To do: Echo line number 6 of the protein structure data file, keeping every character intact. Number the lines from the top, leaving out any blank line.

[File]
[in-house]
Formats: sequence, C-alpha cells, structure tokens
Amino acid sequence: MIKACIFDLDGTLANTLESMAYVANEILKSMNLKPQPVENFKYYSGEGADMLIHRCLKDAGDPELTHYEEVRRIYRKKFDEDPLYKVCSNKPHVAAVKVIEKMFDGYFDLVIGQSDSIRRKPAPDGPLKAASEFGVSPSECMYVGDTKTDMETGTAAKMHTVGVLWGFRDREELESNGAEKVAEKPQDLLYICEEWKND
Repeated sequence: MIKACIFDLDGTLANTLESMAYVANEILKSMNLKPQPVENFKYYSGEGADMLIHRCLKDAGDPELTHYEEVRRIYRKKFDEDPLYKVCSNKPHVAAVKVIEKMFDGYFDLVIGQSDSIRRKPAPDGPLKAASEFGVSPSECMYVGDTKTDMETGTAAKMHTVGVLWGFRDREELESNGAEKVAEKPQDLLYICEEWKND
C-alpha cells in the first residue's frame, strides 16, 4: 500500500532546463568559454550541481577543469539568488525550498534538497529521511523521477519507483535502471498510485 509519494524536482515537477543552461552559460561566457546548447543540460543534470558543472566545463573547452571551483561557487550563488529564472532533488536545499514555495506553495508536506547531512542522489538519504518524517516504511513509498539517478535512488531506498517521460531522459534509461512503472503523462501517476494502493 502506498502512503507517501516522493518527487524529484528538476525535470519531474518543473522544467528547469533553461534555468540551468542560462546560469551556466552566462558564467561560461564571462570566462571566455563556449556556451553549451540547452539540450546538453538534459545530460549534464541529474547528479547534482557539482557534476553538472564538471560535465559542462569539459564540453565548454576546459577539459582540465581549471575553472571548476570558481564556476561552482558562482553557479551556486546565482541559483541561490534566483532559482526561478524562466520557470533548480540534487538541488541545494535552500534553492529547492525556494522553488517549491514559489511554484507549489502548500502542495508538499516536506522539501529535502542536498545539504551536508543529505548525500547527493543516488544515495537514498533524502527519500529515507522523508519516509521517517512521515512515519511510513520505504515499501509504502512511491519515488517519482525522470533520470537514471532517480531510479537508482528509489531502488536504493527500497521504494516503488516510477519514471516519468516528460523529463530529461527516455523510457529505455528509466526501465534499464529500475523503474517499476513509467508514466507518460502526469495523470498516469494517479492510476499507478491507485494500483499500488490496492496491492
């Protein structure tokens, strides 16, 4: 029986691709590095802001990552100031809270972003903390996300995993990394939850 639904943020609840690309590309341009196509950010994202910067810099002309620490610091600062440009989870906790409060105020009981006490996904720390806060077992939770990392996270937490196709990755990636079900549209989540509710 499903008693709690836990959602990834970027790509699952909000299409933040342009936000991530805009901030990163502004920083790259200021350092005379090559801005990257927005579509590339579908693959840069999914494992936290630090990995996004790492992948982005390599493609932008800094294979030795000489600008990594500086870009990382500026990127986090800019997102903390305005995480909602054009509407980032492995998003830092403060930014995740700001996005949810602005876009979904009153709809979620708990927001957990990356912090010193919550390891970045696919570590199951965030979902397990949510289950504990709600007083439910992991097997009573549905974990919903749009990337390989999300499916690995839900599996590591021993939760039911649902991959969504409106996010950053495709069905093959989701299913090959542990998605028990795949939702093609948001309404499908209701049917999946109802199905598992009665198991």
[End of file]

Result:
């Protein structure tokens, strides 16, 4: 029986691709590095802001990552100031809270972003903390996300995993990394939850 639904943020609840690309590309341009196509950010994202910067810099002309620490610091600062440009989870906790409060105020009981006490996904720390806060077992939770990392996270937490196709990755990636079900549209989540509710 499903008693709690836990959602990834970027790509699952909000299409933040342009936000991530805009901030990163502004920083790259200021350092005379090559801005990257927005579509590339579908693959840069999914494992936290630090990995996004790492992948982005390599493609932008800094294979030795000489600008990594500086870009990382500026990127986090800019997102903390305005995480909602054009509407980032492995998003830092403060930014995740700001996005949810602005876009979904009153709809979620708990927001957990990356912090010193919550390891970045696919570590199951965030979902397990949510289950504990709600007083439910992991097997009573549905974990919903749009990337390989999300499916690995839900599996590591021993939760039911649902991959969504409106996010950053495709069905093959989701299913090959542990998605028990795949939702093609948001309404499908209701049917999946109802199905598992009665198991």